typedef union {
	int	i;
	real	r;
} i_and_r_union;

i_and_r_union u_value;

u_value.i = 37;

union switch (u_value) {
case i:
	printf ("i value %d\n", u_value.i);
case r:
	printf ("r value %d\n", u_value.r);

u_value = (i_and_r_union.r) 1.2;
printf ("u_value %g\n", u_value);		/* u_value r = 1.2 */ Arrays

Array types in Nickle determine only the number of dimensions and not the size of each dimension. Therefore they can be declared in one of three ways:

int[*] a;
int[...] b;
int[3] c;

By these declarations, a, b and c are of the same type (one-dimensional array). The specification of the size of c actually has no effect on its declaration but rather on its initialization. See Initialization below. Declaring multidimensional arrays in Nickle is different than in C; C provides only arrays of arrays while Nickle allows either:

int[3,3]	array_2d = {};
int[3][3]	array_of_arrays = { (int[3]) {} ... };

array_2d[0,0] = 7;
array_of_arrays[0][0] = 7;
array_of_arrays[1] = (int[2]) { 1, 2 };

These two types can be used in similar circumstances, but the first ensures that the resulting objects are rectangular while the second allows for each row of the array to have a different number of elements. The second also allows for each row to be manipulated separately. The final example shows an entire row being replaced with new contents.

Array values created with '...' in place of the dimension information are resizable; requests to store beyond the bounds of such arrays will cause the array dimensions to be increased to include the specified location. Resizable arrays may also be passed to the setdim and setdims built-in functions. Hashes

Hashes provide an associative mapping from arbitrary keys to values. Any type may be used as the key. This allows indexing by strings, and even composite values. They are called hashes instead of associative arrays to make the performance characteristics of the underlying implementation clear.

Hashes are declared a bit like arrays, but instead of a value in the brackets, a type is placed:

int[string]	string_to_int = { "hello" => 2, => 0 };
float[float]	float_to_float = { 2.5 => 27 };

string_to_int["bar"] = 17;
string_to_int["foo"] += 12;
float_to_float[pi] = pi/2;

The initializer syntax uses the double-arrow => to separate key from value. Eliding the key specifies the "default" value -- used to instantiate newly created elements in the hash. Pointers

Pointers hold a reference to a separate object; multiple pointers may point at the same object and changes to the referenced object are reflected both in the underlying object as well as in any other references to the same object. While pointers can be used to point at existing storage locations, anonymous locations can be created with the reference built-in function; this allows for the creation of pointers to existing values without requiring that the value be stored in a named object.

*int	pointer;
int	object;

pointer = &object;
*pointer = 12;

printf ("%g\n", object);		/* 12 */

pointer = reference (37);

printf ("%g\n", *pointer);		/* 38 */ References

References, like pointers, refer to objects. They are unlike pointers, however; they are designed to provide for calls by reference in a completely by-value language. They may eventually replace pointers altogether. They are declared and assigned similarly, but not identically, to pointers:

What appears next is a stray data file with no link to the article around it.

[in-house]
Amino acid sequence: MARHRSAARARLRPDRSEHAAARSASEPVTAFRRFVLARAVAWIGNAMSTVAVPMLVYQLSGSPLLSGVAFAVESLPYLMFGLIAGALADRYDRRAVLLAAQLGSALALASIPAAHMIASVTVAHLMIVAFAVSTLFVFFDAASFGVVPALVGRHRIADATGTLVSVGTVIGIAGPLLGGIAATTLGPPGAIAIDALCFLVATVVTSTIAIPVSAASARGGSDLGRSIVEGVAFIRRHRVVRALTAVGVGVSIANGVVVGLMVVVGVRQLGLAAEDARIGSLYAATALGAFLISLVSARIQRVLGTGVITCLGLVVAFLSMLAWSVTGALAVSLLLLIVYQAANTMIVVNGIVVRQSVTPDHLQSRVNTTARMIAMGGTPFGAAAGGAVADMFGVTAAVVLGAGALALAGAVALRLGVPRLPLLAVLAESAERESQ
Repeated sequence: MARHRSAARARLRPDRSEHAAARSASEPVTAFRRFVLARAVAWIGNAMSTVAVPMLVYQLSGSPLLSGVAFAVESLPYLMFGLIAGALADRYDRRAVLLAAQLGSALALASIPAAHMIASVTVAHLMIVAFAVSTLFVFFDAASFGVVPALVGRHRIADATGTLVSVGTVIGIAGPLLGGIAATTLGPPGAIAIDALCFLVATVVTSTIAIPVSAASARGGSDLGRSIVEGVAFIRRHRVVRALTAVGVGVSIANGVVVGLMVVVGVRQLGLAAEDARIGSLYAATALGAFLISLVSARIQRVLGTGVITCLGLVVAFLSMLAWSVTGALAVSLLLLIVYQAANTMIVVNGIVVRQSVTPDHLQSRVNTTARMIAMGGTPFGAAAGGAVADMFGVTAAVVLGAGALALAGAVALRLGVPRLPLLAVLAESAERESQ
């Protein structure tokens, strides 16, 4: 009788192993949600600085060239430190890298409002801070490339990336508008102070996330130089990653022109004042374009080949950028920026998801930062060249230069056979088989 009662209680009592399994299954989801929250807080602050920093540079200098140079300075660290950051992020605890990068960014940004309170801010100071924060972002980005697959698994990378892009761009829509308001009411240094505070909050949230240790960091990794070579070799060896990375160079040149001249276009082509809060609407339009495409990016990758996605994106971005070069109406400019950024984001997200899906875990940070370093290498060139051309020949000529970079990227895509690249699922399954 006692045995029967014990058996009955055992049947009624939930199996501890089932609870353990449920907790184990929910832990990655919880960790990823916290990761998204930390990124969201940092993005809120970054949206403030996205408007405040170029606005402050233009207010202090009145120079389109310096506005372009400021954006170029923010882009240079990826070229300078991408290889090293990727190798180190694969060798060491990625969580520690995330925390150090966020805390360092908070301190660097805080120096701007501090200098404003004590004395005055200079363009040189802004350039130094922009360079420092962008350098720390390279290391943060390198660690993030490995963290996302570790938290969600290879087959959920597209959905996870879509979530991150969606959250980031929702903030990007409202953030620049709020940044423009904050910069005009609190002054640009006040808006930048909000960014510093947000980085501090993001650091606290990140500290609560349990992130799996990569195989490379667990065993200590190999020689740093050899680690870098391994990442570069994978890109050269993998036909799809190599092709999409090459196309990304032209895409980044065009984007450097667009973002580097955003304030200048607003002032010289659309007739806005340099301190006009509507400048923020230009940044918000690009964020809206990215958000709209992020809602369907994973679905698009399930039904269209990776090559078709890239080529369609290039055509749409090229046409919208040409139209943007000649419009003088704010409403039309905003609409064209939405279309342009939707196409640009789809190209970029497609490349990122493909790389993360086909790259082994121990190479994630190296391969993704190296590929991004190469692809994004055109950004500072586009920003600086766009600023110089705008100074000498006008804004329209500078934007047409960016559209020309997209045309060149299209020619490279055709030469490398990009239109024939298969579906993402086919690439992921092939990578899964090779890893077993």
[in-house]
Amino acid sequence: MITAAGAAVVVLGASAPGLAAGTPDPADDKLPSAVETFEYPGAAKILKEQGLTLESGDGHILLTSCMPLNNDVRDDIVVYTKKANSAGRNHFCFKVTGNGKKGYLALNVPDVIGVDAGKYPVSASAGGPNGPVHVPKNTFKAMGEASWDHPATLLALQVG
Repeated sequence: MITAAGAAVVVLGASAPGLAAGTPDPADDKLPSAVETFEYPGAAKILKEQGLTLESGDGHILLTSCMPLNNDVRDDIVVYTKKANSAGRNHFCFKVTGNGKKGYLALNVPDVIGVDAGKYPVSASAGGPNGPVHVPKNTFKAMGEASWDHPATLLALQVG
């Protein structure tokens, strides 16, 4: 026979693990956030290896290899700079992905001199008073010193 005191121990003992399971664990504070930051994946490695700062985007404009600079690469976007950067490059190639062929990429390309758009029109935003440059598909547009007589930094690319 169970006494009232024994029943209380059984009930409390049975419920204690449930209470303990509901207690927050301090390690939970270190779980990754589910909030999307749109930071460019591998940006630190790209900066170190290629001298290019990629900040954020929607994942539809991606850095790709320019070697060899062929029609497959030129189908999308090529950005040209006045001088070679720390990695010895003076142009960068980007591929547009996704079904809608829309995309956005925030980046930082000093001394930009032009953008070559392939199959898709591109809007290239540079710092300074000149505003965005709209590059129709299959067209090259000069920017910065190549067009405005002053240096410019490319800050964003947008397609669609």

&int ref;
int  i;

i = 3;
&ref = &i;

ref is declared as a reference to an integer, &int. An integer, i, is declared and given the value 3. Finally, the assignment carries some interesting semantics: the address of the reference is set to the address of i. References may also be assigned otherwise anonymous values with reference, e.g.

&int foo;
&foo = reference ( 3 );

References, unlike pointers, need not be dereferenced; they are used exactly as any other value. Changing either the value it refers to or the reference itself changes both.

printf("%g\n", i);	/* 3 */
printf("%g\n", ref);	/* 3 */


printf("%g\n", i);	/* 4 */
printf("%g\n", ref);	/* 4 */ Functions

Nickle has first-class functions. These look a lot like function pointers in C, but important semantic differences separate the two. Of course, if you want a function pointer in Nickle, those are also available. Function types always have a return type and zero or more argument types. Functions may use the void return type. The final argument type may be followed by an elipsis (...), in which case the function can take any number of arguments at that point, each of the same type as the final argument type:

int(int, int)	a;
void(int ...)	b;

b(1,"hello");	/* illegal, "hello" is not compatible with int */

See the section on Functions.

3.1.3. Declarations

A declaration in Nickle consists of four elements: publication, storage class, type, and name. Publication, class, and type are all optional but at least one must be present and they must be in that order.

  • Publication is one of public or protected, which defines the name's visibility within its namespace. When publication is missing, Nickle uses private meaning that the name will not be visible outside of the current namespace. See the section on Namespaces.

  • Class is one of global, static, or auto. When class is missing, Nickle uses auto for variables declared within a function and global for variables declared at the top level. See Storage classes below.

  • Type is some type as described here, for instance

    type			/* primitive type */